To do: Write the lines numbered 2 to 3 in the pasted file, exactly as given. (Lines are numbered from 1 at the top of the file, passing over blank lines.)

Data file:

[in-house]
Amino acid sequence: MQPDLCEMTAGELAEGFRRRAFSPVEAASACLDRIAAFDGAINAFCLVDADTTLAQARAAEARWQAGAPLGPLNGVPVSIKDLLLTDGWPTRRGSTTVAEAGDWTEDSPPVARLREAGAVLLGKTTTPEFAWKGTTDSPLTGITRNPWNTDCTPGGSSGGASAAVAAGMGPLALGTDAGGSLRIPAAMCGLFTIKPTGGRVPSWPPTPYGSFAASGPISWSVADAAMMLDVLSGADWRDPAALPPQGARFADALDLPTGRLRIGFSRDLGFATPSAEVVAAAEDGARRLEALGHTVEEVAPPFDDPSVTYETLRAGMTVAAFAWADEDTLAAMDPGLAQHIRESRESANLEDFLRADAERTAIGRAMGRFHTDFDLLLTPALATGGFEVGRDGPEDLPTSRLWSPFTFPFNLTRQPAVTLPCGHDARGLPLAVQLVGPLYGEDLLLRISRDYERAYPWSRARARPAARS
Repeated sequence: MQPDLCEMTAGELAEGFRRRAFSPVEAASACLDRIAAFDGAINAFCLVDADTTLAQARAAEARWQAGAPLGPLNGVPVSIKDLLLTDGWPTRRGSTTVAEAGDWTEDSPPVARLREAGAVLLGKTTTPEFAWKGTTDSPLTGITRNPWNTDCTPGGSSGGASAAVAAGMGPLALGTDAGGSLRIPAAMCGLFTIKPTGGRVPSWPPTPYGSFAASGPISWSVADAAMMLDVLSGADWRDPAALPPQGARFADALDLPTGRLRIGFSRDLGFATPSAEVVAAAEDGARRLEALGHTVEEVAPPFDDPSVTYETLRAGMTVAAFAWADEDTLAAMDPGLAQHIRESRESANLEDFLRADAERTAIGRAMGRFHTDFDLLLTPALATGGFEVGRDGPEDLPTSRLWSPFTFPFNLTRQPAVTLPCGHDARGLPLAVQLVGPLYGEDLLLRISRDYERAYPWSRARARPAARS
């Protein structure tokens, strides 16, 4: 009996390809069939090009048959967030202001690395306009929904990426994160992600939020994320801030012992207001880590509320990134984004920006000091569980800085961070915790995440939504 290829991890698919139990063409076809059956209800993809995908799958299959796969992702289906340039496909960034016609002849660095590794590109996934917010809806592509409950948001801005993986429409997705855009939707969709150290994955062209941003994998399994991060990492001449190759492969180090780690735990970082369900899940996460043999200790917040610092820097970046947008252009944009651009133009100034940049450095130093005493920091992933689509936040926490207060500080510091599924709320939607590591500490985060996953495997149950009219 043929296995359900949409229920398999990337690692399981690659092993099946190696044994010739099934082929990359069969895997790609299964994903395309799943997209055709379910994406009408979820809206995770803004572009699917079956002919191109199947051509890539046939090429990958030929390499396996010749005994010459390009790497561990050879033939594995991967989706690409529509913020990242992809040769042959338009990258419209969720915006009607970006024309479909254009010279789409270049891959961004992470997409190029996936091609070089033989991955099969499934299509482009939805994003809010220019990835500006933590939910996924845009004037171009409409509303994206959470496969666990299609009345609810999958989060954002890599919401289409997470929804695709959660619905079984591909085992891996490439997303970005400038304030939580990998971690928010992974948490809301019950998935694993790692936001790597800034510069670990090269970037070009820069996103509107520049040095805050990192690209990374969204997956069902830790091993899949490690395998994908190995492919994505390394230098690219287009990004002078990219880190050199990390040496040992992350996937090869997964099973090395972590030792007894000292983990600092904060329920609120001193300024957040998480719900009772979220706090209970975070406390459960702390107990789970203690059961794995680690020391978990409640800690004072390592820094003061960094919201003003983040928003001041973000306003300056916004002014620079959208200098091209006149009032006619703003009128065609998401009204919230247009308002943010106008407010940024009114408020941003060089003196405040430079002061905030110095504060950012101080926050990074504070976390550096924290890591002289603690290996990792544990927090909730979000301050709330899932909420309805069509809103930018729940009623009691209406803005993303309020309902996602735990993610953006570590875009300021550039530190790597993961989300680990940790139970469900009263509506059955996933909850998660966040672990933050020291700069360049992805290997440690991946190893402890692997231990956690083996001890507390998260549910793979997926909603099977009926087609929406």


Amino acid sequence: MQPDLCEMTAGELAEGFRRRAFSPVEAASACLDRIAAFDGAINAFCLVDADTTLAQARAAEARWQAGAPLGPLNGVPVSIKDLLLTDGWPTRRGSTTVAEAGDWTEDSPPVARLREAGAVLLGKTTTPEFAWKGTTDSPLTGITRNPWNTDCTPGGSSGGASAAVAAGMGPLALGTDAGGSLRIPAAMCGLFTIKPTGGRVPSWPPTPYGSFAASGPISWSVADAAMMLDVLSGADWRDPAALPPQGARFADALDLPTGRLRIGFSRDLGFATPSAEVVAAAEDGARRLEALGHTVEEVAPPFDDPSVTYETLRAGMTVAAFAWADEDTLAAMDPGLAQHIRESRESANLEDFLRADAERTAIGRAMGRFHTDFDLLLTPALATGGFEVGRDGPEDLPTSRLWSPFTFPFNLTRQPAVTLPCGHDARGLPLAVQLVGPLYGEDLLLRISRDYERAYPWSRARARPAARS
Repeated sequence: MQPDLCEMTAGELAEGFRRRAFSPVEAASACLDRIAAFDGAINAFCLVDADTTLAQARAAEARWQAGAPLGPLNGVPVSIKDLLLTDGWPTRRGSTTVAEAGDWTEDSPPVARLREAGAVLLGKTTTPEFAWKGTTDSPLTGITRNPWNTDCTPGGSSGGASAAVAAGMGPLALGTDAGGSLRIPAAMCGLFTIKPTGGRVPSWPPTPYGSFAASGPISWSVADAAMMLDVLSGADWRDPAALPPQGARFADALDLPTGRLRIGFSRDLGFATPSAEVVAAAEDGARRLEALGHTVEEVAPPFDDPSVTYETLRAGMTVAAFAWADEDTLAAMDPGLAQHIRESRESANLEDFLRADAERTAIGRAMGRFHTDFDLLLTPALATGGFEVGRDGPEDLPTSRLWSPFTFPFNLTRQPAVTLPCGHDARGLPLAVQLVGPLYGEDLLLRISRDYERAYPWSRARARPAARS